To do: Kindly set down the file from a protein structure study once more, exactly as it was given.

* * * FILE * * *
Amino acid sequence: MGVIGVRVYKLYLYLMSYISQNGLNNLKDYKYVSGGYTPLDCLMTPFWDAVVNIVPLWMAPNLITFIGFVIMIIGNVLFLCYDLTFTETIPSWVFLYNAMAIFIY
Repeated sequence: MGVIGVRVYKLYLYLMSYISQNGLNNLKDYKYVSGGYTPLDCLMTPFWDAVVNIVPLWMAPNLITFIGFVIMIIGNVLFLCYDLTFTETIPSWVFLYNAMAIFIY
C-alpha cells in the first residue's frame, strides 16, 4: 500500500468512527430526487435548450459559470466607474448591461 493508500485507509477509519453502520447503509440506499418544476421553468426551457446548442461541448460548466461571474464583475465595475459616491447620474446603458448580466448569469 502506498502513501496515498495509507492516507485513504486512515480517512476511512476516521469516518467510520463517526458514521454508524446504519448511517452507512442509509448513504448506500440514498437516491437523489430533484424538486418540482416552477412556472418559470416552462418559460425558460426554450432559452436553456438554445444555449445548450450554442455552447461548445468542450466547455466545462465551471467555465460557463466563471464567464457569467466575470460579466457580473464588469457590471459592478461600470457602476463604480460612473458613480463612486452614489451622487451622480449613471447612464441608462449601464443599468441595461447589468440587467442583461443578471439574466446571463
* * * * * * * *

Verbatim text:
Amino acid sequence: MGVIGVRVYKLYLYLMSYISQNGLNNLKDYKYVSGGYTPLDCLMTPFWDAVVNIVPLWMAPNLITFIGFVIMIIGNVLFLCYDLTFTETIPSWVFLYNAMAIFIY
Repeated sequence: MGVIGVRVYKLYLYLMSYISQNGLNNLKDYKYVSGGYTPLDCLMTPFWDAVVNIVPLWMAPNLITFIGFVIMIIGNVLFLCYDLTFTETIPSWVFLYNAMAIFIY
C-alpha cells in the first residue's frame, strides 16, 4: 500500500468512527430526487435548450459559470466607474448591461 493508500485507509477509519453502520447503509440506499418544476421553468426551457446548442461541448460548466461571474464583475465595475459616491447620474446603458448580466448569469 502506498502513501496515498495509507492516507485513504486512515480517512476511512476516521469516518467510520463517526458514521454508524446504519448511517452507512442509509448513504448506500440514498437516491437523489430533484424538486418540482416552477412556472418559470416552462418559460425558460426554450432559452436553456438554445444555449445548450450554442455552447461548445468542450466547455466545462465551471467555465460557463466563471464567464457569467466575470460579466457580473464588469457590471459592478461600470457602476463604480460612473458613480463612486452614489451622487451622480449613471447612464441608462449601464443599468441595461447589468440587467442583461443578471439574466446571463